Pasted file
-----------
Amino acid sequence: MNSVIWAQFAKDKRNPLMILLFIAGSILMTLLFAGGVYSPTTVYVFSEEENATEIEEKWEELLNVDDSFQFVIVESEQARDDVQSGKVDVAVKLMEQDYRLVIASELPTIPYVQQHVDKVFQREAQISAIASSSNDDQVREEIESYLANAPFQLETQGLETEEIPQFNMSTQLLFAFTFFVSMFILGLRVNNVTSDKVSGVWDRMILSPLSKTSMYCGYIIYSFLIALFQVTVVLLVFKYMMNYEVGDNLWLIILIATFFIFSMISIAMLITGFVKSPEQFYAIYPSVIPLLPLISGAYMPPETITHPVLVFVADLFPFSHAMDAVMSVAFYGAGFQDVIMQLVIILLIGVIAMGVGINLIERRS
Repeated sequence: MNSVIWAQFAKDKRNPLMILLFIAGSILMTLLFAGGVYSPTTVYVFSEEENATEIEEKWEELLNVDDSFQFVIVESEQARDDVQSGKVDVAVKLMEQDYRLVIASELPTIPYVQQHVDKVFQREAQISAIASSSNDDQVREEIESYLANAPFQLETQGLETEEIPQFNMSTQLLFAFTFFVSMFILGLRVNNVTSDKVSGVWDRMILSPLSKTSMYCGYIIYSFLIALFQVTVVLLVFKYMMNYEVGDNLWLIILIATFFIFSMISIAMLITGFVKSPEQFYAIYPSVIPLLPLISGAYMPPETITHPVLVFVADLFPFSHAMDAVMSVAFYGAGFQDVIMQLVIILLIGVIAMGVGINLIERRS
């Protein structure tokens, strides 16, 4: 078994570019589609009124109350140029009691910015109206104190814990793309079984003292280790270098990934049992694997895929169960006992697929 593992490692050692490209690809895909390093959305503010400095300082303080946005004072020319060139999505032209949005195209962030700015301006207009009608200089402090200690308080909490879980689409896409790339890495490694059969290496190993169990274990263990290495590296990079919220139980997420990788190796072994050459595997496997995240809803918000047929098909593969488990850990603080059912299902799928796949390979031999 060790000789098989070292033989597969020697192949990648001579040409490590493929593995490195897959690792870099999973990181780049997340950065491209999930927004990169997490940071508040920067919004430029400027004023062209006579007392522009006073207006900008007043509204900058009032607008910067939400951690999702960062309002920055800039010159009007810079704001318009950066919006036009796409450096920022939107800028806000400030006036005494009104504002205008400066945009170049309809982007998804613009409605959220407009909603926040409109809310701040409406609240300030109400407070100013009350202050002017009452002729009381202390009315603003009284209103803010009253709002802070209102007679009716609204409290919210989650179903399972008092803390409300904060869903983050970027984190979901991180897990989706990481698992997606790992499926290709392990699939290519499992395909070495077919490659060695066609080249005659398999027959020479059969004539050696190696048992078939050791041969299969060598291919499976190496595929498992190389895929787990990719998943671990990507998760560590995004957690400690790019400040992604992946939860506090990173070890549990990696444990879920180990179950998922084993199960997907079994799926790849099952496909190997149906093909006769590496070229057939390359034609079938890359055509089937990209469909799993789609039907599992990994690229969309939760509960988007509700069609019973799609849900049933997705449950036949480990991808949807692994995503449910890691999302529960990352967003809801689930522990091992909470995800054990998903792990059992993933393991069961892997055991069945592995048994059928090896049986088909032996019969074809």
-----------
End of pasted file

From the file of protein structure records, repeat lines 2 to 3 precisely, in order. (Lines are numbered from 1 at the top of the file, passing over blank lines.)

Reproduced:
Repeated sequence: MNSVIWAQFAKDKRNPLMILLFIAGSILMTLLFAGGVYSPTTVYVFSEEENATEIEEKWEELLNVDDSFQFVIVESEQARDDVQSGKVDVAVKLMEQDYRLVIASELPTIPYVQQHVDKVFQREAQISAIASSSNDDQVREEIESYLANAPFQLETQGLETEEIPQFNMSTQLLFAFTFFVSMFILGLRVNNVTSDKVSGVWDRMILSPLSKTSMYCGYIIYSFLIALFQVTVVLLVFKYMMNYEVGDNLWLIILIATFFIFSMISIAMLITGFVKSPEQFYAIYPSVIPLLPLISGAYMPPETITHPVLVFVADLFPFSHAMDAVMSVAFYGAGFQDVIMQLVIILLIGVIAMGVGINLIERRS
């Protein structure tokens, strides 16, 4: 078994570019589609009124109350140029009691910015109206104190814990793309079984003292280790270098990934049992694997895929169960006992697929 593992490692050692490209690809895909390093959305503010400095300082303080946005004072020319060139999505032209949005195209962030700015301006207009009608200089402090200690308080909490879980689409896409790339890495490694059969290496190993169990274990263990290495590296990079919220139980997420990788190796072994050459595997496997995240809803918000047929098909593969488990850990603080059912299902799928796949390979031999 060790000789098989070292033989597969020697192949990648001579040409490590493929593995490195897959690792870099999973990181780049997340950065491209999930927004990169997490940071508040920067919004430029400027004023062209006579007392522009006073207006900008007043509204900058009032607008910067939400951690999702960062309002920055800039010159009007810079704001318009950066919006036009796409450096920022939107800028806000400030006036005494009104504002205008400066945009170049309809982007998804613009409605959220407009909603926040409109809310701040409406609240300030109400407070100013009350202050002017009452002729009381202390009315603003009284209103803010009253709002802070209102007679009716609204409290919210989650179903399972008092803390409300904060869903983050970027984190979901991180897990989706990481698992997606790992499926290709392990699939290519499992395909070495077919490659060695066609080249005659398999027959020479059969004539050696190696048992078939050791041969299969060598291919499976190496595929498992190389895929787990990719998943671990990507998760560590995004957690400690790019400040992604992946939860506090990173070890549990990696444990879920180990179950998922084993199960997907079994799926790849099952496909190997149906093909006769590496070229057939390359034609079938890359055509089937990209469909799993789609039907599992990994690229969309939760509960988007509700069609019973799609849900049933997705449950036949480990991808949807692994995503449910890691999302529960990352967003809801689930522990091992909470995800054990998903792990059992993933393991069961892997055991069945592995048994059928090896049986088909032996019969074809």